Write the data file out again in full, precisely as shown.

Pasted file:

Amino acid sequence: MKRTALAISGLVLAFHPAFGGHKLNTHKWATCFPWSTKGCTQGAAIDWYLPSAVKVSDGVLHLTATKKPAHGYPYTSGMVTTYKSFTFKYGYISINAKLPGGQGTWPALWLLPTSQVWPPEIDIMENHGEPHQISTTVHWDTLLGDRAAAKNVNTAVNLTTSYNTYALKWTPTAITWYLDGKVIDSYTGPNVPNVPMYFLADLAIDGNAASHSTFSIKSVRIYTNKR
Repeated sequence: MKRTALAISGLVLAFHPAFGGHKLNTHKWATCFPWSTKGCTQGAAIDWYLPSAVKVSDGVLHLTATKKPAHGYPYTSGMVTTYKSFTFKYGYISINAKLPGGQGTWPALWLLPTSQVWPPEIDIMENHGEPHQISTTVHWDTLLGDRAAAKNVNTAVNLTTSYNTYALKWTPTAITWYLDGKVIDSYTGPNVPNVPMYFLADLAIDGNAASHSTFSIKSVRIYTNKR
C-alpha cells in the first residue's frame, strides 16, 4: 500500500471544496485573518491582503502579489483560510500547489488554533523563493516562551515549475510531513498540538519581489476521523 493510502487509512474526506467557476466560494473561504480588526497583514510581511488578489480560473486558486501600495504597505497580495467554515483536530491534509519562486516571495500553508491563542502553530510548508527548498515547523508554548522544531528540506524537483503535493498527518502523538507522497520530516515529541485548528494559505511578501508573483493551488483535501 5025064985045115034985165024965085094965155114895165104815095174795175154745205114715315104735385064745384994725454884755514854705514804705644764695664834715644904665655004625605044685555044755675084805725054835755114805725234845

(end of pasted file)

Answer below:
Amino acid sequence: MKRTALAISGLVLAFHPAFGGHKLNTHKWATCFPWSTKGCTQGAAIDWYLPSAVKVSDGVLHLTATKKPAHGYPYTSGMVTTYKSFTFKYGYISINAKLPGGQGTWPALWLLPTSQVWPPEIDIMENHGEPHQISTTVHWDTLLGDRAAAKNVNTAVNLTTSYNTYALKWTPTAITWYLDGKVIDSYTGPNVPNVPMYFLADLAIDGNAASHSTFSIKSVRIYTNKR
Repeated sequence: MKRTALAISGLVLAFHPAFGGHKLNTHKWATCFPWSTKGCTQGAAIDWYLPSAVKVSDGVLHLTATKKPAHGYPYTSGMVTTYKSFTFKYGYISINAKLPGGQGTWPALWLLPTSQVWPPEIDIMENHGEPHQISTTVHWDTLLGDRAAAKNVNTAVNLTTSYNTYALKWTPTAITWYLDGKVIDSYTGPNVPNVPMYFLADLAIDGNAASHSTFSIKSVRIYTNKR
C-alpha cells in the first residue's frame, strides 16, 4: 500500500471544496485573518491582503502579489483560510500547489488554533523563493516562551515549475510531513498540538519581489476521523 493510502487509512474526506467557476466560494473561504480588526497583514510581511488578489480560473486558486501600495504597505497580495467554515483536530491534509519562486516571495500553508491563542502553530510548508527548498515547523508554548522544531528540506524537483503535493498527518502523538507522497520530516515529541485548528494559505511578501508573483493551488483535501 5025064985045115034985165024965085094965155114895165104815095174795175154745205114715315104735385064745384994725454884755514854705514804705644764695664834715644904665655004625605044685555044755675084805725054835755114805725234845